Nieman Foundation at Harvard
HOME
          
LATEST STORY
A Swiss publisher is trying to attract a paying audience with an app sampling stories across publications
ABOUT                    SUBSCRIBE
March 26, 2012, 11:48 a.m.

Designing for the iPad, using analytics data, understanding attention, and creating delight: Great videos from Webstock

The annual New Zealand conference brings some of the web’s luminaries together to talk about web publishing and technology. Here are some of the highlights.

I first went to SXSW Interactive back in 2002, when it was a small add-on to the music and film conferences, with attendance measured in the hundreds. This year, 24,000-plus paying attendees choked downtown Austin, leading cranky old men like me to yearn for the days of something smaller and more intimate.

Maybe the best contemporary analog of early SXSW — with a heaping measure of TED mixed in — is Webstock, the annual festival in New Zealand that brings together many of the smartest minds in web publishing and the nerdier corners of media. The speaker list might not have the flash of a Jill Abramson keynote conversation, but folks like Tony Hsieh, Adam Lisagor, Rob Malda, Jared Spool, Biella Coleman, and Matt Haughey are themselves celebs within certain circles and make for an intellectually stimulating experience.

I’ve never been (feel free to invite me, Webstockers!), but I know that from seeing the videos of talks Webstock posts each year once the festival is over. This year’s are starting to trickle out (more coming to this URL), and I’ve picked out four that might be of particular interest to Lab readers.

(Want to dive a little deeper? Also check out Jeremy Keith on web permanence, Erin Kissane on scaling small projects, and Estelle Weyl on developing for mobile.)

Jennifer Brook on designing for the iPad

Jennifer Brook is currently a lead user experience designer at Method, but before that she was an interaction designer at The New York Times, working on web, mobile, and tablet. (You may remember her as the person who demoed the NYT’s proto-iPad app at Apple’s original iPad announcement in 2010.) Her talk: “Within Reach: Publishing for the iPad.”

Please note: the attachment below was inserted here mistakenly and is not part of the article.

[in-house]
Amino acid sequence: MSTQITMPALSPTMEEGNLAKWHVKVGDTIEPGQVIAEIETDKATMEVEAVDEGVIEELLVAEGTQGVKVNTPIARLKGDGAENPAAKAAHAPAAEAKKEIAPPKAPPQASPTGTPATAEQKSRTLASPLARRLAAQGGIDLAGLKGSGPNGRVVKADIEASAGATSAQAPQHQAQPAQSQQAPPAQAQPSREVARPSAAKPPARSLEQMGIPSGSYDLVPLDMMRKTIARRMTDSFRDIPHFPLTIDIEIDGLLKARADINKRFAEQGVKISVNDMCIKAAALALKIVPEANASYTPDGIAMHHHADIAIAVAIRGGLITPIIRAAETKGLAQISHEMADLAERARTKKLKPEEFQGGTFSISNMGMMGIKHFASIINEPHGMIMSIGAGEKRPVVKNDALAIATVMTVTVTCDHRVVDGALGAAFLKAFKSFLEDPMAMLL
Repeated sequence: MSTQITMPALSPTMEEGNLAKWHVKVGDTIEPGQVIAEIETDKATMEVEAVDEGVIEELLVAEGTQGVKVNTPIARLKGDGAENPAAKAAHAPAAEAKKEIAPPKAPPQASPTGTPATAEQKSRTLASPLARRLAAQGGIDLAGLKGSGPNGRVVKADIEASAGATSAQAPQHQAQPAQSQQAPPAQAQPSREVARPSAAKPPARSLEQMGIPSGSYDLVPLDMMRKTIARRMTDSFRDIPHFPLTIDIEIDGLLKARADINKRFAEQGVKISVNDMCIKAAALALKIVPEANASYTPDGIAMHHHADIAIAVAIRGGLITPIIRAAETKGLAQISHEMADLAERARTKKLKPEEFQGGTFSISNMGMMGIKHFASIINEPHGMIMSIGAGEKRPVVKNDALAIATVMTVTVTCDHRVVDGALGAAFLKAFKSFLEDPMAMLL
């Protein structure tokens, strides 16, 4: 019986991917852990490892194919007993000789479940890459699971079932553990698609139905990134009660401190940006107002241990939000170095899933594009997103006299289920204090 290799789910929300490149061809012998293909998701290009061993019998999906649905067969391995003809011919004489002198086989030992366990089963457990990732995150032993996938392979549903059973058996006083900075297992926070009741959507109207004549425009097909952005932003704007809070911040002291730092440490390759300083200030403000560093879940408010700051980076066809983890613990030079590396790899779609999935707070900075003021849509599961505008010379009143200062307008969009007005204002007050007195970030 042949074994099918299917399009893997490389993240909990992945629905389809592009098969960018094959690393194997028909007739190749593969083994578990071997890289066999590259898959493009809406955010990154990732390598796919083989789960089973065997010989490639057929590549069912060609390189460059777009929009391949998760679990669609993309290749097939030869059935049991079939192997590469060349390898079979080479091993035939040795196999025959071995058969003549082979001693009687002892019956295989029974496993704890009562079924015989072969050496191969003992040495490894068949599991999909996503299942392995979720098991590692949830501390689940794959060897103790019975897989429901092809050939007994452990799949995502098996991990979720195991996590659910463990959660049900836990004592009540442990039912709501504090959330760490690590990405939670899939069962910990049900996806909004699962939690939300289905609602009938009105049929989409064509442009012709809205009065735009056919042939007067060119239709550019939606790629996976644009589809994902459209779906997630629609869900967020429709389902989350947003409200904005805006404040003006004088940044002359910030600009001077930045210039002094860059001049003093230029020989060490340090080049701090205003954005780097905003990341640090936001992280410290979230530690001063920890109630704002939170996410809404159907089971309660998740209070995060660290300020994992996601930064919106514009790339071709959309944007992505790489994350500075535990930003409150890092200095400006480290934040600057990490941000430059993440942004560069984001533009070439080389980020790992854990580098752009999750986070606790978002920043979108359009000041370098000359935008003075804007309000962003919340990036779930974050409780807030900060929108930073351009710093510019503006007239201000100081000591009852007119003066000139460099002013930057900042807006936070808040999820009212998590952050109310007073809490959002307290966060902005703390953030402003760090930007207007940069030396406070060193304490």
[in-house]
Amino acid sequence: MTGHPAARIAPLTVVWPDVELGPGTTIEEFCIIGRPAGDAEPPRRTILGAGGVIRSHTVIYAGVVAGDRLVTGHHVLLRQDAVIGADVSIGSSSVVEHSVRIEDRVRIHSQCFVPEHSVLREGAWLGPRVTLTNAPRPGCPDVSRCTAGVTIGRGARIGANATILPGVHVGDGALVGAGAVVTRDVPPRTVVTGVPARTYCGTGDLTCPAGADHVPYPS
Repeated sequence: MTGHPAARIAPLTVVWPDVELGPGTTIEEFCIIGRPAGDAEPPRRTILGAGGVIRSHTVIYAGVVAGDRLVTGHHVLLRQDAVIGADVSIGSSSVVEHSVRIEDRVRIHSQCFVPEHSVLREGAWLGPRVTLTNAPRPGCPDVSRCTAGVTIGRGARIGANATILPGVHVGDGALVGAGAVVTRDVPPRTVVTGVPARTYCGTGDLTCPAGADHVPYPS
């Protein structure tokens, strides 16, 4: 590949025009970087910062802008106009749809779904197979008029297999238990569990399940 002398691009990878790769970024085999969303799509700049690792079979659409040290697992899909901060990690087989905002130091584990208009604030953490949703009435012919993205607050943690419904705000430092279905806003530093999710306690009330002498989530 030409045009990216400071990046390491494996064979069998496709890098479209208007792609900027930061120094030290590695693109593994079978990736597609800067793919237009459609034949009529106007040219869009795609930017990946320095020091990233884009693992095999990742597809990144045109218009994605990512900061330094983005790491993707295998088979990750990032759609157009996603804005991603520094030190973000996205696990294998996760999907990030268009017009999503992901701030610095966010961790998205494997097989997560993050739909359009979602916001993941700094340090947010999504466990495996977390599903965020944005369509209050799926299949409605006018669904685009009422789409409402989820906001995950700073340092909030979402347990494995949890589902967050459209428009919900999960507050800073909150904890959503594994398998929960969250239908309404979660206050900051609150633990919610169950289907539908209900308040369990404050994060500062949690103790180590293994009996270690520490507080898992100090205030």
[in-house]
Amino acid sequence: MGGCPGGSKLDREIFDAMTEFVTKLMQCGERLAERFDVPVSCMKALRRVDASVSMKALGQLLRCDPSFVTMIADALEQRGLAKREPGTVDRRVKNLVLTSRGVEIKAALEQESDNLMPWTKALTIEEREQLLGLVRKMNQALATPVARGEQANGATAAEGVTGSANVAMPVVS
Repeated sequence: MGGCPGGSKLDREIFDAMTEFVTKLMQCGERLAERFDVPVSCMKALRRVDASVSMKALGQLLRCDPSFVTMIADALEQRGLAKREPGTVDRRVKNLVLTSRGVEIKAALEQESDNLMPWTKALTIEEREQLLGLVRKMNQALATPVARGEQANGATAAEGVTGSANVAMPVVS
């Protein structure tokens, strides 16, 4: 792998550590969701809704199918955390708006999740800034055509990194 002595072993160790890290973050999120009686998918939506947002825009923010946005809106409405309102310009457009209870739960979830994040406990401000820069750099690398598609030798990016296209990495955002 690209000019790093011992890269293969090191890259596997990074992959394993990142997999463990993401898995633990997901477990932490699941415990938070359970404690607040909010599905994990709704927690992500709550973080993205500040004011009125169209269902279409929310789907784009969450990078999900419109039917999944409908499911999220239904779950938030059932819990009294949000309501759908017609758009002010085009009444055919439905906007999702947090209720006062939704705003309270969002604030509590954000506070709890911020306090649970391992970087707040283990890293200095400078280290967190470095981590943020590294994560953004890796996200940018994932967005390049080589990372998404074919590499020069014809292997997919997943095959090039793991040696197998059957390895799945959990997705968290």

Two years ago, the announcement and subsequent launch of the iPad catalyzed a strange mix of euphoria and panic in the boardrooms and newsrooms of the publishing industry. The hope for broadening their reach and appealing to new markets has been coupled with the challenge of shifting reader expectations and behavior as an onslaught of new products continue to redefine what’s possible. With a front seat view into the strategy and design of these new products and apps, Jennifer will reveal what went right, wrong, and what might be next.

Nick Mihailovski on how to use web analytics data

Nick Mihailovski is a senior developer programs engineer at Google and oversees developer relations for Google Analytics, a tool you’re probably using on your own website. Whether you’re a GA site, an Omniture site, or something else, there’s lots you can learn from the data your analytics program produces. His talk: “Acting on data.”

We have more data at our disposal than ever before. Learn 10 things you should do in 2012 to make the most of it.

danah boyd on the attention economy

Cambridge’s own danah boyd is a rock star in the social media and social network research worlds, particularly when it comes to how young people interact with these forms. She’s a senior researcher at Microsoft Research and a research associate at Harvard University’s Berkman Center for Internet and Society. Her talk: “Culture of Fear + Attention Economy = ?!?!”

We live in a culture of fear. Fear feeds on attention and attention is captured by fear. Social media has complicated our relationship with attention and the rise of the attention economy highlights the challenges of dealing with this scarce resource. But what does this mean for the culture of fear? How are the technologies that we design to bring the world together being used to create new divisions? In this talk, danah will explore what happens at the intersection of the culture of fear and the attention economy.